Taylor Swift’s Eras tour, whose three-hour, career-spanning shows have made it a huge critical and commercial success in the US, is to arrive in the UK and Europe.
The tour encompasses 26 stadium dates, beginning 9 May 2024 in Paris, followed by gigs in Stockholm, Madrid, Lisbon and Lyon.
The UK leg then begins on 7 June with two dates in Edinburgh, followed by two in Liverpool, one in Cardiff, and two in London’s Wembley Stadium.
Dublin, Amsterdam, Zurich, Milan, Gelsenkirchen, Hamburg, Munich, Warsaw and Vienna follow, with two further Wembley Stadium dates closing the tour on 16 and 17 August. Registration for tickets is now open.
Eras is Swift’s first world tour since 2018, since when she has released four new studio albums. After 2019’s lovestruck pop album Lover, she spent the years when touring plans were disrupted by the Covid-19 pandemic writing and recording a pair of more intimate, folksy records: Folklore and Evermore, both released in 2020. Midnights followed in 2022 and turned back towards pop, with songs rendered in pulsating synth-focused productions.
The tour has been acclaimed for its use of three stages made of digital display units, allowing Swift to execute eye-catching tricks such as appearing to dive into a swimming pool and emerge in an entirely new outfit.
Billboard has estimated gross ticket revenue from the US tour to be $591m, though that figure is based on average ticket prices – in an era of “dynamic pricing” by ticket companies, where what fans pay can change depending on demand, such estimates could easily fluctuate.
Ticketmaster saw enormous demand for the US tour, with 2.4m tickets sold in a single day: a new record. But the company was unprepared for the number of fans for the pre-sale period, and had to cancel a public sale of tickets, leading to a fan group suing the company. Swift said she was “pissed off” with Ticketmaster and the company apologised. But the fiasco led to debates in the US Congress over whether Ticketmaster and its parent company Live Nation hold too great a share of the live music marketplace.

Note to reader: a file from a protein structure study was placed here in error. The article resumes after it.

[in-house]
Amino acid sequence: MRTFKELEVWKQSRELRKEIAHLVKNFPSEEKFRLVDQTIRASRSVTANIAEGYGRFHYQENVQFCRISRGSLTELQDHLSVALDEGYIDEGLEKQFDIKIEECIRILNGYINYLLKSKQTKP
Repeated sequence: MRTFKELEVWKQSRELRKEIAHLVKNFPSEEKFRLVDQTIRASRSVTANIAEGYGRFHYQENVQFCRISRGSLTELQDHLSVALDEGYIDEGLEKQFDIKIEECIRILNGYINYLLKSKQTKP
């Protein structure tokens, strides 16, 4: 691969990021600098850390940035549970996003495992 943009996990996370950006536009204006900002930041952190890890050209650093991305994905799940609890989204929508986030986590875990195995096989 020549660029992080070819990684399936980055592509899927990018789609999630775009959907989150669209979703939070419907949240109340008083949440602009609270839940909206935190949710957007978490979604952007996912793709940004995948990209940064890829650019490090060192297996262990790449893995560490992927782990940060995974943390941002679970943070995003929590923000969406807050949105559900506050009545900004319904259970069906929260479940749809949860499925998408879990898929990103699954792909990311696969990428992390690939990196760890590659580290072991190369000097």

A message regarding the UK and Europe tour warns hopeful fans: “Registration does not guarantee access to the sale or to tickets.”
Some who do definitely qualify are those who were incentivised to buy Midnights from Swift’s own store, which ensured they had future access to the tour pre-sale – the tactic helped Midnights become the fastest-selling album of 2022, beating Arctic Monkeys to No 1 in a fierce chart battle.
In a five-star review of the tour’s opening night in Glendale, Arizona, on 17 March, the Guardian’s Adrian Horton described it as “indisputably epic … in sheer scope of songs and devotion to lyrics, no artist can match her”. Regarding Swift’s notoriously intense fans, she wrote: “such intensity, courted by Swift with notorious Easter egging and rewarding, can be eyeroll-inducing. But when viewed from inside the Swiftieverse, in a deafening stadium she comfortably commanded for over three hours, it is rapturous.”